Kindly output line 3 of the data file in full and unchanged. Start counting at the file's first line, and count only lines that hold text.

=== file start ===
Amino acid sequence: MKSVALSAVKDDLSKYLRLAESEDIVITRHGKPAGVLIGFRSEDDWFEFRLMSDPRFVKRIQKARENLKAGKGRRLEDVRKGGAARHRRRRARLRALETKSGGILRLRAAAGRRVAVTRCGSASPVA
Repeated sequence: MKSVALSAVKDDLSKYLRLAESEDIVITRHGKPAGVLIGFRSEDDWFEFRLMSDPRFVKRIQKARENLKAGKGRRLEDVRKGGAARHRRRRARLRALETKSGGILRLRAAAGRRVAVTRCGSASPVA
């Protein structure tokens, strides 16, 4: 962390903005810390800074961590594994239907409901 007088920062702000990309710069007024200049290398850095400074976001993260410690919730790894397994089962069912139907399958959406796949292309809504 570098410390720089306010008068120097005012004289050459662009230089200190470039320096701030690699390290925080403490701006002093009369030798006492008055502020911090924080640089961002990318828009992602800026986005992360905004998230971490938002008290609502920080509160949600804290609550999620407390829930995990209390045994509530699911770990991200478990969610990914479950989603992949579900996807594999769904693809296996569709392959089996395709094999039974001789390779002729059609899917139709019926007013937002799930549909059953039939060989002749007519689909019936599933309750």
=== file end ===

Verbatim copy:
């Protein structure tokens, strides 16, 4: 962390903005810390800074961590594994239907409901 007088920062702000990309710069007024200049290398850095400074976001993260410690919730790894397994089962069912139907399958959406796949292309809504 570098410390720089306010008068120097005012004289050459662009230089200190470039320096701030690699390290925080403490701006002093009369030798006492008055502020911090924080640089961002990318828009992602800026986005992360905004998230971490938002008290609502920080509160949600804290609550999620407390829930995990209390045994509530699911770990991200478990969610990914479950989603992949579900996807594999769904693809296996569709392959089996395709094999039974001789390779002729059609899917139709019926007013937002799930549909059953039939060989002749007519689909019936599933309750």